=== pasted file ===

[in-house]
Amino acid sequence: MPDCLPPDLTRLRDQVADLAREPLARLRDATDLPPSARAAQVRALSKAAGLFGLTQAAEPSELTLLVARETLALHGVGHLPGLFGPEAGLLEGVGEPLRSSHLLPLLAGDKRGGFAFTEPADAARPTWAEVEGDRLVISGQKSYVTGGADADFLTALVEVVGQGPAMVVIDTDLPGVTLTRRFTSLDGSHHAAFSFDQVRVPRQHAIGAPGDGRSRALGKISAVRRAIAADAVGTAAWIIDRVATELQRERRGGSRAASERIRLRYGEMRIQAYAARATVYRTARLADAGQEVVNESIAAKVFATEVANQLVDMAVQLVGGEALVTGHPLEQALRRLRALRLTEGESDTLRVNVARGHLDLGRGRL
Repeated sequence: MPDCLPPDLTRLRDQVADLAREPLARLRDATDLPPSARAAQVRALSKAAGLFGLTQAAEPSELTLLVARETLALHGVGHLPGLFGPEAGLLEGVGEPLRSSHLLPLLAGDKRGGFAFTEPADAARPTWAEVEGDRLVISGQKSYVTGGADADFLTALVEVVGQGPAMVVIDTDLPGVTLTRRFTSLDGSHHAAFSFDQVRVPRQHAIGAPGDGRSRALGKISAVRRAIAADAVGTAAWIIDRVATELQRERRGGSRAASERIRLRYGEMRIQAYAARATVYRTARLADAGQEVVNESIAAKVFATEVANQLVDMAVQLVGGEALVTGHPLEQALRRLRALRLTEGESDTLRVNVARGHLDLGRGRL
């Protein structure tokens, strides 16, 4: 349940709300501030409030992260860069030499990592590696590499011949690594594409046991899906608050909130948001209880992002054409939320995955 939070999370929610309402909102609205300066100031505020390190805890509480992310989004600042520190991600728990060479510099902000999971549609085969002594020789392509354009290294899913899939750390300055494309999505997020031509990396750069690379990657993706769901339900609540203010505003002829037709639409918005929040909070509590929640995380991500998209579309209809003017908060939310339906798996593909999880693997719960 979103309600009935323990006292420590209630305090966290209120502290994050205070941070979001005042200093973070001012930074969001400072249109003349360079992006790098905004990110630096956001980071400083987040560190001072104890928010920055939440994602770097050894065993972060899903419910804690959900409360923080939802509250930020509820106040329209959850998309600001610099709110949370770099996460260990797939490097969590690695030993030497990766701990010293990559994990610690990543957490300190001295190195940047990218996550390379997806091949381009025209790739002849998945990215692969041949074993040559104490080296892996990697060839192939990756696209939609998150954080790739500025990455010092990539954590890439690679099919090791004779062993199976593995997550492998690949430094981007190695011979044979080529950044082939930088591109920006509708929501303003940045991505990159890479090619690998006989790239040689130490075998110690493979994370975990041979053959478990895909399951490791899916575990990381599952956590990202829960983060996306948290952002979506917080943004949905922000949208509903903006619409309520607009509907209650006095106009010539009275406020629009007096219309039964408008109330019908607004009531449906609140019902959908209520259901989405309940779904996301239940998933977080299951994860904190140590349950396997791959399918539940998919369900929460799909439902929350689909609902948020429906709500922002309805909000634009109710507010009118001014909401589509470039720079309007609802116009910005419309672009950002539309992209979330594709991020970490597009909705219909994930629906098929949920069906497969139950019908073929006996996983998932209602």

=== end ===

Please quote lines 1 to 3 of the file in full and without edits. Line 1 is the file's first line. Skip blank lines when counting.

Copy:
[in-house]
Amino acid sequence: MPDCLPPDLTRLRDQVADLAREPLARLRDATDLPPSARAAQVRALSKAAGLFGLTQAAEPSELTLLVARETLALHGVGHLPGLFGPEAGLLEGVGEPLRSSHLLPLLAGDKRGGFAFTEPADAARPTWAEVEGDRLVISGQKSYVTGGADADFLTALVEVVGQGPAMVVIDTDLPGVTLTRRFTSLDGSHHAAFSFDQVRVPRQHAIGAPGDGRSRALGKISAVRRAIAADAVGTAAWIIDRVATELQRERRGGSRAASERIRLRYGEMRIQAYAARATVYRTARLADAGQEVVNESIAAKVFATEVANQLVDMAVQLVGGEALVTGHPLEQALRRLRALRLTEGESDTLRVNVARGHLDLGRGRL
Repeated sequence: MPDCLPPDLTRLRDQVADLAREPLARLRDATDLPPSARAAQVRALSKAAGLFGLTQAAEPSELTLLVARETLALHGVGHLPGLFGPEAGLLEGVGEPLRSSHLLPLLAGDKRGGFAFTEPADAARPTWAEVEGDRLVISGQKSYVTGGADADFLTALVEVVGQGPAMVVIDTDLPGVTLTRRFTSLDGSHHAAFSFDQVRVPRQHAIGAPGDGRSRALGKISAVRRAIAADAVGTAAWIIDRVATELQRERRGGSRAASERIRLRYGEMRIQAYAARATVYRTARLADAGQEVVNESIAAKVFATEVANQLVDMAVQLVGGEALVTGHPLEQALRRLRALRLTEGESDTLRVNVARGHLDLGRGRL